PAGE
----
Understanding Queue collection in Java with real life example

In this Queue Collection tutorial, we are going to learn what queue interface offers and how can we get best out of it using LinkedList and PriorityQueue concrete classes.

The principle of Java Queue is same as the queue we follow in real life. Suppose you are Lucas, standing in the middle of the queue to collect the boarding pass of your flight, Bob is standing before you and Alice standing after you. In other words, Bob entered in the queue before you and Alice entered after you.

Now, Bob is the head of the queue and Alice is the tail of the queue. As queue follow the FIFO (first-in-first-out) rule Bob will get the boarding pass first then Lucas and Alice will get the pass at the end.

Facts about Queue Collection:

  • A Java Queue is a collection that holds elements before performing any operation.
  • Java Queue has two ends known as head and tail.
  • In the simple queue, objects are added to the tail and removed from the head and the object added first will be removed first. The principle used in Java Queue is similar to queue on ticket counter, that is, FIFO (First In First Out), but that is not true for every concrete class
  • Apart from the collection, Queue provides operations, such as insertion, extraction, inspection.
  • Each queue shows the following nature:
    • throws Exception when an operation fails
    • the other returns a special value (either null or false, depending on the operation)
 Action Throws exception Returns special value
Insert add(e) offer(e)
Remove remove() poll()
Examine element() peek()

PriorityQueue Concrete Class

  • Introduced with Java 5, implements the Queue interface.
  • Arranged in natural order or Comparator interface(custom).The PriorityQueue class provides a Queue implementing the concept of priority in and priority-out instead of FIFO.

LinkedList Concrete Class

  •  A linked list is an ordered set of data elements, each containing a link to its successor. Here we need to apply the application of linked list to perform basic operations of a queue.Application of Queue using LinkedList is shown with the example given below in the link.

QueueUsingLinkedList

  •  LinkedList implementation of Queue is dynamic in nature.
Concrete Class/Map Interface Duplicate Elements Ordered Sorted Methods Invoked on Elements Allow Null?
LinkedList List, Queue Yes By Index No equals() Yes
PriorityQueue Queue Yes Natural Ordering Natural Ordering equals() and hashCode() No

Java Collections Framework supports the following types of queues.

  • A simple queue allows insertion at the tail and removal from the head.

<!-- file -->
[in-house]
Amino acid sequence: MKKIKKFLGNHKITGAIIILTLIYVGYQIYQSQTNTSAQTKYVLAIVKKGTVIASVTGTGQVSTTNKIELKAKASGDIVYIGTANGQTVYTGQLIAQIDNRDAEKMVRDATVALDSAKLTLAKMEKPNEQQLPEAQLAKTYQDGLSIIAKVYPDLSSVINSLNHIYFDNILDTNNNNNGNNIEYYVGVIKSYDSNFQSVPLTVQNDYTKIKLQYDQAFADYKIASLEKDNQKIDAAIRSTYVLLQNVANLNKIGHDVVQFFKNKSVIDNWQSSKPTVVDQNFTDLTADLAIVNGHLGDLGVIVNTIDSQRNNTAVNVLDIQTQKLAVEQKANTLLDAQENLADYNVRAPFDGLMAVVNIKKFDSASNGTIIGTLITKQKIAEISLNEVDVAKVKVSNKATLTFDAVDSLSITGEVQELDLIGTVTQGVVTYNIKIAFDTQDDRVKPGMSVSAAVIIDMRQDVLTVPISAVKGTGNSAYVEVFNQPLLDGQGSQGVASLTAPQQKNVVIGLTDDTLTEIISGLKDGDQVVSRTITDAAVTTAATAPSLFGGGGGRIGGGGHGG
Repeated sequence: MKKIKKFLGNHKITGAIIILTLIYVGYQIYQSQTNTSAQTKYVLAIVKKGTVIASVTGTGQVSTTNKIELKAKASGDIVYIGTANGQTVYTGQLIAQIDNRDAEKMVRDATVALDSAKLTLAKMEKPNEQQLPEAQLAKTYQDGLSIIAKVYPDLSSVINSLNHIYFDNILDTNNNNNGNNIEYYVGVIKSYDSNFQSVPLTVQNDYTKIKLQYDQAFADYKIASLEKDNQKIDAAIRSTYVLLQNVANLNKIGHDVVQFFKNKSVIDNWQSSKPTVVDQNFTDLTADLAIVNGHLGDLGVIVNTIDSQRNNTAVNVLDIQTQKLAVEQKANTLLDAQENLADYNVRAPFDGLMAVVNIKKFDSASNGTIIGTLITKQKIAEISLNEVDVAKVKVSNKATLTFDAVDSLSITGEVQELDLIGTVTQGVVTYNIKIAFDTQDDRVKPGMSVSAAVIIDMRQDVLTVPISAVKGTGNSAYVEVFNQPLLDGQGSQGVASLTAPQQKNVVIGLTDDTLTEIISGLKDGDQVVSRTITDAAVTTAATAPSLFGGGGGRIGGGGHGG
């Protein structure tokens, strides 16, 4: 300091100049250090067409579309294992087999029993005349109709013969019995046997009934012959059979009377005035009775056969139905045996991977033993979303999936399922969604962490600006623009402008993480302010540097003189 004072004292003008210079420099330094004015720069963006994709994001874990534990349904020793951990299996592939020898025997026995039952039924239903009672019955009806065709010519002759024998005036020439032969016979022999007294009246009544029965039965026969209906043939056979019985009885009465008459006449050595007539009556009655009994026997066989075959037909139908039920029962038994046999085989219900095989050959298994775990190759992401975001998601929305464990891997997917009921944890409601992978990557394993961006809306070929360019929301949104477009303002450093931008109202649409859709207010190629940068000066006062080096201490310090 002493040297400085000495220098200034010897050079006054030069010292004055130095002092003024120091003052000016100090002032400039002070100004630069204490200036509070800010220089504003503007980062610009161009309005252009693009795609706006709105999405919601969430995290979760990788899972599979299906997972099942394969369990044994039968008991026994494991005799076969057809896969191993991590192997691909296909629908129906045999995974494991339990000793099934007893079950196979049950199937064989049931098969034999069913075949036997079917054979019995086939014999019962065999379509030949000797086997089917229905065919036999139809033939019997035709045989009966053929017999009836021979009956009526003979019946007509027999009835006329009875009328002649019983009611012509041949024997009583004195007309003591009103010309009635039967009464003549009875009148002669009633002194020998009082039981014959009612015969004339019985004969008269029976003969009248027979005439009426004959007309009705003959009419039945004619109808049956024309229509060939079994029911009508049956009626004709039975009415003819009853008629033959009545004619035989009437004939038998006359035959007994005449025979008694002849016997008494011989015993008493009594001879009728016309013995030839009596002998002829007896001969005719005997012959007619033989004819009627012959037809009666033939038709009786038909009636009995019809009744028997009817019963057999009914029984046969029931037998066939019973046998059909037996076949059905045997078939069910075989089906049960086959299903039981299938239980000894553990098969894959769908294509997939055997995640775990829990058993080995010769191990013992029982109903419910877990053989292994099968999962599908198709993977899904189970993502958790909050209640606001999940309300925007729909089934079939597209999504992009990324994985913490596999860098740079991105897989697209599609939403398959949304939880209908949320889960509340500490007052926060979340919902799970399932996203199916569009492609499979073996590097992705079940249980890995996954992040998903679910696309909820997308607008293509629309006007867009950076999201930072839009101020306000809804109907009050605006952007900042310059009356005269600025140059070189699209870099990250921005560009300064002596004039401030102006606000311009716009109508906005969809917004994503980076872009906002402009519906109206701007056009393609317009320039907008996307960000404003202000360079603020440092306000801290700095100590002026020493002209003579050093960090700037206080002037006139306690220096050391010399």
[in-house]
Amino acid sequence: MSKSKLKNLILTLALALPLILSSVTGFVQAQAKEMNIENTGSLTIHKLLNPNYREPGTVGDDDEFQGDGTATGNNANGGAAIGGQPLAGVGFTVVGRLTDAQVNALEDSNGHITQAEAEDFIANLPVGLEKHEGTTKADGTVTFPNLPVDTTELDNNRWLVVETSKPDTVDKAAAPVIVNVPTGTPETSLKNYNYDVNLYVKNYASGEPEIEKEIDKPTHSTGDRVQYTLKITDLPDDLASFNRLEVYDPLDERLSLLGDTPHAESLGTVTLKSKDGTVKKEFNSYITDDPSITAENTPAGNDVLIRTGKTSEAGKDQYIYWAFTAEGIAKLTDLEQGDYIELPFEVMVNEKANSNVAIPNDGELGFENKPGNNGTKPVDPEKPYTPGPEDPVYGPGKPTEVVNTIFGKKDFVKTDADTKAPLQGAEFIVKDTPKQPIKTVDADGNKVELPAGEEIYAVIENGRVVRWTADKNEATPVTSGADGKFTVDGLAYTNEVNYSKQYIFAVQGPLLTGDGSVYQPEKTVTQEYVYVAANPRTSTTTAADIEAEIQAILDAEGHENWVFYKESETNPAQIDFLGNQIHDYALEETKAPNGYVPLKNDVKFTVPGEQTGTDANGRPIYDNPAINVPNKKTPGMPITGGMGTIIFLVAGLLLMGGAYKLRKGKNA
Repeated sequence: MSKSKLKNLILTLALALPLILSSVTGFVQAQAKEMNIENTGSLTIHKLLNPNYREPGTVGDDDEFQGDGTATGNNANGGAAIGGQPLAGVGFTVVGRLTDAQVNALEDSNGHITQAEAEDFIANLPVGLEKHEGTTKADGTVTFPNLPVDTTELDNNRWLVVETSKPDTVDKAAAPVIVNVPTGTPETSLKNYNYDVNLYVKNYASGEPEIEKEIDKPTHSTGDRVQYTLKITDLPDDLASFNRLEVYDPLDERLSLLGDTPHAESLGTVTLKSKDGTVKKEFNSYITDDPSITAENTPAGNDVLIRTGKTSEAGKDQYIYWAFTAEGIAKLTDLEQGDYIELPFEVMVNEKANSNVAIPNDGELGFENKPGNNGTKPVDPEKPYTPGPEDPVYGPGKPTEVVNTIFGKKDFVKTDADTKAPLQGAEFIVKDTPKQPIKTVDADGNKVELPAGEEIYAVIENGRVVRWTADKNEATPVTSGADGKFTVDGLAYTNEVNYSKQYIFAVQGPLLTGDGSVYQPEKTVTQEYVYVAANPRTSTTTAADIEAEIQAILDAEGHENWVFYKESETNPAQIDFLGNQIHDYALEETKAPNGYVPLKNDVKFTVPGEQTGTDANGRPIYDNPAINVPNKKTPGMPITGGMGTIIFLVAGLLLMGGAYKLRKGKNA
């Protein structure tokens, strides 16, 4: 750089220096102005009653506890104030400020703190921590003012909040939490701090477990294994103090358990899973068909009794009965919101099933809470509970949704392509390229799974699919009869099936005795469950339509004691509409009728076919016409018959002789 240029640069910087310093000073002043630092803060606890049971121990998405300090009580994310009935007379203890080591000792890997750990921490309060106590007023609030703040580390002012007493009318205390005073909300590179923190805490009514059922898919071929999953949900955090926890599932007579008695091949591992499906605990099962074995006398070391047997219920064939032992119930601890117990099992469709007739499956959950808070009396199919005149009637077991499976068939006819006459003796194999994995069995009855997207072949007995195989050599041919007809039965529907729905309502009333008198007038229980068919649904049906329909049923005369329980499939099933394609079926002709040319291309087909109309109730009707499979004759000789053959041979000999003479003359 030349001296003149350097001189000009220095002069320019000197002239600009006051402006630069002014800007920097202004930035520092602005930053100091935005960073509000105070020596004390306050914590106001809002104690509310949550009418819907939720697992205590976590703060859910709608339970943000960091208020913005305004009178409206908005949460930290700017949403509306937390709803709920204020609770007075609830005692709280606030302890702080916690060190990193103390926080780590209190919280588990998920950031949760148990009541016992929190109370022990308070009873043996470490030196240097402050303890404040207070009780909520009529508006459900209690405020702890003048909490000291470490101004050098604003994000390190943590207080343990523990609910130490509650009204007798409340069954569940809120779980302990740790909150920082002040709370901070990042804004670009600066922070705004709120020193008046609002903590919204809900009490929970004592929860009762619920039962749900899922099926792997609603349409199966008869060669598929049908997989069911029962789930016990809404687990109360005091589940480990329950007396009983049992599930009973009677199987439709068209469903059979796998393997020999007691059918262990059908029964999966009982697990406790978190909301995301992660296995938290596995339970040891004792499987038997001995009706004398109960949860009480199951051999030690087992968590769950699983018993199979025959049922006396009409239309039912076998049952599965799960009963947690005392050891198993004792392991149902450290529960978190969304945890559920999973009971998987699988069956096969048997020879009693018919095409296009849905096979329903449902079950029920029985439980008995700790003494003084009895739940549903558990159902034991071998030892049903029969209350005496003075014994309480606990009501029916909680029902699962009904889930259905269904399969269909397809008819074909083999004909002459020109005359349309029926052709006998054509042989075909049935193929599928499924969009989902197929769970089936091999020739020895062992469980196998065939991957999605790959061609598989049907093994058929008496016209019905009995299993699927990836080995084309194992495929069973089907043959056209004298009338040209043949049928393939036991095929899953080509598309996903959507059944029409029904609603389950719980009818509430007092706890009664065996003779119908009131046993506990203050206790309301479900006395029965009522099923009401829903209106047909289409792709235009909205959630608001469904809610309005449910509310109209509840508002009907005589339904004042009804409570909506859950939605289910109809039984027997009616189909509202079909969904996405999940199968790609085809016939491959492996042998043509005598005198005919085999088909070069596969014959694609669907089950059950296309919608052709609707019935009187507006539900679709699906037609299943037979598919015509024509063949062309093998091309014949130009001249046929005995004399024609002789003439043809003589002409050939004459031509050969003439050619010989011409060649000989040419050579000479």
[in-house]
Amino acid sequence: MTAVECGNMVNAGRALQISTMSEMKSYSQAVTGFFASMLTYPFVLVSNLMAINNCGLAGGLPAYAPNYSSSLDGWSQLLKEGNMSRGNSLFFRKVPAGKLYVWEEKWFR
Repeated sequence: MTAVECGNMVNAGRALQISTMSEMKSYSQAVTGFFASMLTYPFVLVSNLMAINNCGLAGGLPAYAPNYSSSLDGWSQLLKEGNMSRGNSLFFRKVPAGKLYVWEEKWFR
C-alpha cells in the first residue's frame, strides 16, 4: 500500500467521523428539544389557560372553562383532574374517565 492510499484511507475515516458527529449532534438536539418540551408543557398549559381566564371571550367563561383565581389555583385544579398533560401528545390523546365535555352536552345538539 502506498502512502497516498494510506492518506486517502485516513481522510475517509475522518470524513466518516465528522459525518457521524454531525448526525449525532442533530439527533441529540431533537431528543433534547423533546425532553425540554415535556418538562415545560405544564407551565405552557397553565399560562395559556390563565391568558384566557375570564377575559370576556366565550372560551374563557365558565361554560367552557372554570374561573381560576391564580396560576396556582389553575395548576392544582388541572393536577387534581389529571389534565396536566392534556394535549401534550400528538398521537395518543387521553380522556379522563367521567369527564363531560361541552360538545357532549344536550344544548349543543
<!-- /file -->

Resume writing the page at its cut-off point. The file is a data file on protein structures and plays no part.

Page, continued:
• A priority queue assigns a priority to each element and allows the element with the highest priority to be removed next from the queue.
  • A delay queue adds a delay to each element and removes the element only when its delay has elapsed.
  • A doubly ended queue allows for insertion and removal of its elements from the head and the tail.
  • A blocking queue blocks the thread that adds elements to it when it is full and it blocks the thread removing elements from it when it is empty.
  • A transfer queue is a blocking queue where a handoff of an object occurs between the producer thread and a consumer thread.
  • A blocking doubly ended queue is a combination of a doubly ended queue and a blocking queue.

Methods of Java Queue Interface

  • boolean add(object):  used to insert the specified element into this queue and return true upon success.

Example:

Queue queueA = new LinkedList();

queueA.add("element 1");
queueA.add("element 2");
queueA.add("element 3");
  • boolean offer(object): used to insert the specified element into this queue.

Example:

Queue<String> queueCustomers = new LinkedList<>();

queueCustomers.offer("Jack");

System.out.println("next: " + queueCustomers.poll());

System.out.println("next: " + queueCustomers.poll());   // returns null
  • Object remove(): used to retrieves and removes the head of this queue.

Example:

Object firstElement = queueA.remove();
  • Object poll(): used to retrieves and removes the head of this queue, or returns null if this queue is empty.

Example:

Queue<String> queueCustomers = new LinkedList<>();

queueCustomers.offer("Jack");

System.out.println("next: " + queueCustomers.poll());

System.out.println("next: " + queueCustomers.poll());   // returns null
  • Object element(): used to retrieves, but does not remove, the head of this queue.

Example:

Queue<String> queueCustomers = new PriorityQueue<>();

queueCustomers.offer("Jack");

System.out.println("who's next: " + queueCustomers.poll());

// this returns null in case the queue is empty

System.out.println("who's next: " + queueCustomers.peek());

// this throws exception in case the queue is empty

System.out.println("who's next: " + queueCustomers.element());
  • Object peek(): used to retrieves, but does not remove, the head of this queue, or returns null if this queue is empty.

Example :

int head = q.peek();

    System.out.println("head of queue-" + head);

Find all the working examples of Java Collections Framework on the codedbug GitHub Repo